How Scotland is tackling carbon emissions in tourism at a destination level

Aileen Lamb from Scottish Enterprise, Scotland’s main economic development agency, spoke to us in 2023 about climate action planning at a destination level in Scotland. This interview formed part of our work with Expedia Group developing the destination climate champions programme. Information highlights action taken in 2022-23. 

Can you provide some background on your organisation’s role in the Scotland Net Zero project?

The government looked to us to find ways to help the Scottish tourism industry to recover from the pandemic but recover in a way that was sustainable, and addressed the climate targets that both the Scottish tourism industry and Scottish Government had set. 

Over the past 12-18 months or so, as part of our Destination Net Zero programme, we undertook a pilot working with the Travel Foundation and with three very different destinations in Scotland, to help them test the climate action planning process. We worked with Glasgow, Scotland’s largest city, we worked with a city and rural destination, Visit Inverness Loch Ness, and we worked with a rural island in the Western Isles. 

Why did you think it was important for Scottish Enterprise to support DMOs to engage in climate action?

DMOs have got an absolutely vital role to play in this decarbonisation journey because we recognize the DMOs are a trusted route to a vast range of tourism businesses. Destination organizations lead and develop and deliver their own place-based destination strategies. They have huge influence both within their industry communities, and also with their wider stakeholders. 

We also recognise that destination organizations typically are the best vehicle for sharing good practice and engaging industry in that learning, and that destination organisations have the capacity and mechanism to undertake a considerable amount of one-to-one engagement that often public sector organisations just don’t have the capacity to do. We find that one-to-one learning and engagement is really helpful, particularly with a difficult and challenging topic like climate action.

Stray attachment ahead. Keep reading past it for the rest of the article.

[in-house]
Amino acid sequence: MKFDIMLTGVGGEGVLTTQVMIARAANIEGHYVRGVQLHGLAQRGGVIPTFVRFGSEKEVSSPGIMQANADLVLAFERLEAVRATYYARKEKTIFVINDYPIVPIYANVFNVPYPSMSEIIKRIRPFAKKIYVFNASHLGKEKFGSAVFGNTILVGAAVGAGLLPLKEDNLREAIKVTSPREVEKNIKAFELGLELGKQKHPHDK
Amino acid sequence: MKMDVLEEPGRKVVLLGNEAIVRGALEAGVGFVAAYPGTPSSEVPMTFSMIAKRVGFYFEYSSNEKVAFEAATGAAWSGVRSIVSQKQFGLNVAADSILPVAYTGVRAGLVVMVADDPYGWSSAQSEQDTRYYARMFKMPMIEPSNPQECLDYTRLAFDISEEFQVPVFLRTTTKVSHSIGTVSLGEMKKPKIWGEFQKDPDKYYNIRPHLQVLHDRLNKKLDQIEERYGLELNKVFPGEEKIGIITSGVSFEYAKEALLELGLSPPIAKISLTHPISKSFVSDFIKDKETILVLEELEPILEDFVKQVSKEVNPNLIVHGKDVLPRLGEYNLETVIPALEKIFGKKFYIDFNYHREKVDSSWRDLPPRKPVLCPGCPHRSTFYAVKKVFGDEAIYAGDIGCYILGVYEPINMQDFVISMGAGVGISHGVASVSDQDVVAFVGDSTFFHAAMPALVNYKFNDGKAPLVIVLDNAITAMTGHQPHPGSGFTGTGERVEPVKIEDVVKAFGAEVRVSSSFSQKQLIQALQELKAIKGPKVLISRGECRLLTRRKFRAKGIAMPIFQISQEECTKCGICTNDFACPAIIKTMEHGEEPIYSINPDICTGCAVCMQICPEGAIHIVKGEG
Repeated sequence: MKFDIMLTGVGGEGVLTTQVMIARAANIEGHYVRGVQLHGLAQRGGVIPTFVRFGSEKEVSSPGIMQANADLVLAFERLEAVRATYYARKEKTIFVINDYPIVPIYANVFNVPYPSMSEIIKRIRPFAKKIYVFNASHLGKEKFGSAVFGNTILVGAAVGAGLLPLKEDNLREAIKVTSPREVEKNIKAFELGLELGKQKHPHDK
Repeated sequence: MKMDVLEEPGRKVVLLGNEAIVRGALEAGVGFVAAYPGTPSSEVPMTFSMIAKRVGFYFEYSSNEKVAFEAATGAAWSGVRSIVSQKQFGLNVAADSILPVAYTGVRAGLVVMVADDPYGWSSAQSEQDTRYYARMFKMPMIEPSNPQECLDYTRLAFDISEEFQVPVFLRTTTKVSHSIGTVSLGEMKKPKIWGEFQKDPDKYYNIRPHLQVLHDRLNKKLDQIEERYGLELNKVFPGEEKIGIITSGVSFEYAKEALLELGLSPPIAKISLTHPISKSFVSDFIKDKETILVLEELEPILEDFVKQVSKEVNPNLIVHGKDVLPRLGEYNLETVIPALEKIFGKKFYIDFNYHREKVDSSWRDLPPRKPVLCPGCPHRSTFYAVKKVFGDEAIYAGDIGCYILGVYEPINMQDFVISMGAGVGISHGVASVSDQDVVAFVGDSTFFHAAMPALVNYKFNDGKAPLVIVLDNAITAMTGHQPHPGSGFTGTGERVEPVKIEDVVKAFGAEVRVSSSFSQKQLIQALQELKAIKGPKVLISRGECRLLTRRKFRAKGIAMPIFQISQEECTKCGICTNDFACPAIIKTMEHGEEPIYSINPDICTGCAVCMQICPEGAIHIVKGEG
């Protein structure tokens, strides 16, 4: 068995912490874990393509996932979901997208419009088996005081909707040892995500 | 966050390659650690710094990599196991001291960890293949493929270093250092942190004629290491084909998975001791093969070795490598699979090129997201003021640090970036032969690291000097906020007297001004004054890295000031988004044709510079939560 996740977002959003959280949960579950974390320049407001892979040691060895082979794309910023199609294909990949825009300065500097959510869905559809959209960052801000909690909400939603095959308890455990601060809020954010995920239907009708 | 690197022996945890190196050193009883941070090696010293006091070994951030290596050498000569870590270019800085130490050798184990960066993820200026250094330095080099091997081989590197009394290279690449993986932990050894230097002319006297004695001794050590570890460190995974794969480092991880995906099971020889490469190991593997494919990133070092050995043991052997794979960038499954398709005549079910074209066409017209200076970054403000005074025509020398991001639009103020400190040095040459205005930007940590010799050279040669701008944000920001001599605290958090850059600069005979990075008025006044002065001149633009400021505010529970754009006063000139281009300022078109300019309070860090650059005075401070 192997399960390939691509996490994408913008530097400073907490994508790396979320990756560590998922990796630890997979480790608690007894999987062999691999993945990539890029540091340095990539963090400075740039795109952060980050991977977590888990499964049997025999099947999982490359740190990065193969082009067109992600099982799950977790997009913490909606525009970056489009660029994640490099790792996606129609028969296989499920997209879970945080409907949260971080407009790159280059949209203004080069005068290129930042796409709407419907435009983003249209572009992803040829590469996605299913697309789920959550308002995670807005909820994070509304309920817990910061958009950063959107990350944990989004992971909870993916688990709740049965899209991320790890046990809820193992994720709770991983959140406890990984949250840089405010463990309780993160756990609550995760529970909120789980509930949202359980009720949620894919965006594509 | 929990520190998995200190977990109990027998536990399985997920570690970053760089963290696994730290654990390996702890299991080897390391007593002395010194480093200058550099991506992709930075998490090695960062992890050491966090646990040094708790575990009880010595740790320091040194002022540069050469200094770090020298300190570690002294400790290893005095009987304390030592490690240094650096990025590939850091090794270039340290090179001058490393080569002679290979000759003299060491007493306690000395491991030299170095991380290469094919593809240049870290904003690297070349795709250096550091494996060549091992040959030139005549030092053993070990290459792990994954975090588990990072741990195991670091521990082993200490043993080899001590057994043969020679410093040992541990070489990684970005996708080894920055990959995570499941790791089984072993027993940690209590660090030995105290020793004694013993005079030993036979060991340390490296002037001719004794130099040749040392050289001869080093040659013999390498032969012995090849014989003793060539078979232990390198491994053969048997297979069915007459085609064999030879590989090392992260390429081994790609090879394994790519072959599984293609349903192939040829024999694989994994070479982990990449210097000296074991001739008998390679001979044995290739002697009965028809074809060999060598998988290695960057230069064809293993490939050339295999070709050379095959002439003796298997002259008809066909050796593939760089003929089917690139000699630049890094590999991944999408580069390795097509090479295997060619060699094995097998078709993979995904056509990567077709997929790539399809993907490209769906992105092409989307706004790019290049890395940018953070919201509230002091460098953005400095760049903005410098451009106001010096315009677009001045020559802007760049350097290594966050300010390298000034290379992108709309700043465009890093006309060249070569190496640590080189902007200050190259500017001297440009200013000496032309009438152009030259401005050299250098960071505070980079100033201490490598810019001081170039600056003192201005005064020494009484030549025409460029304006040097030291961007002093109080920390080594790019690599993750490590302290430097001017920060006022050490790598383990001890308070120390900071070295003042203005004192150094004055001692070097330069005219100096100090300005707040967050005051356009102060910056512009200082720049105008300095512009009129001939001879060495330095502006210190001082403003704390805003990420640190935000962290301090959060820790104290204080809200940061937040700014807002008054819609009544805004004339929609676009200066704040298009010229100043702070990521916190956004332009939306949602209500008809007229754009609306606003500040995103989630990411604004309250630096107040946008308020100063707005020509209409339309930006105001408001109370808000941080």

What do you consider to be the biggest achievements from this process?

We’ve delivered a real feeling of collective action, and shared learning and cooperation. Having spoken recently to each of the destinations who were in our pilots, they all highlighted the fact that hearing from examples who were slightly different from them has given them other things to challenge themselves with and to think about within their own climate action plan process. 

I think our pilot process has helped Scotland uncover that there is actually a huge amount of really good practice already underway in Scottish destinations, and having the ability through this pilot to showcase that good practice has been excellent. It has allowed us to show Scotland on a national and a global stage as somewhere that has not just got strong 2045 climate targets, but it’s actually working already towards how to achieve those at a destination and policy level. 

What are the most important things you have learnt from this process?

One of the key lessons we have learnt is that despite our country’s pledge to be net zero by 2040-45, we have realized that we shouldn’t assume that everyone is on board with that already, and that they understand it and buy into it. We’ve also learned that fear and lack of knowledge can be a really limiting factor. It can limit interest, it can limit the amount of engagement we can gain from stakeholders. So there’s something really important around addressing the fear and having to change and to do new things.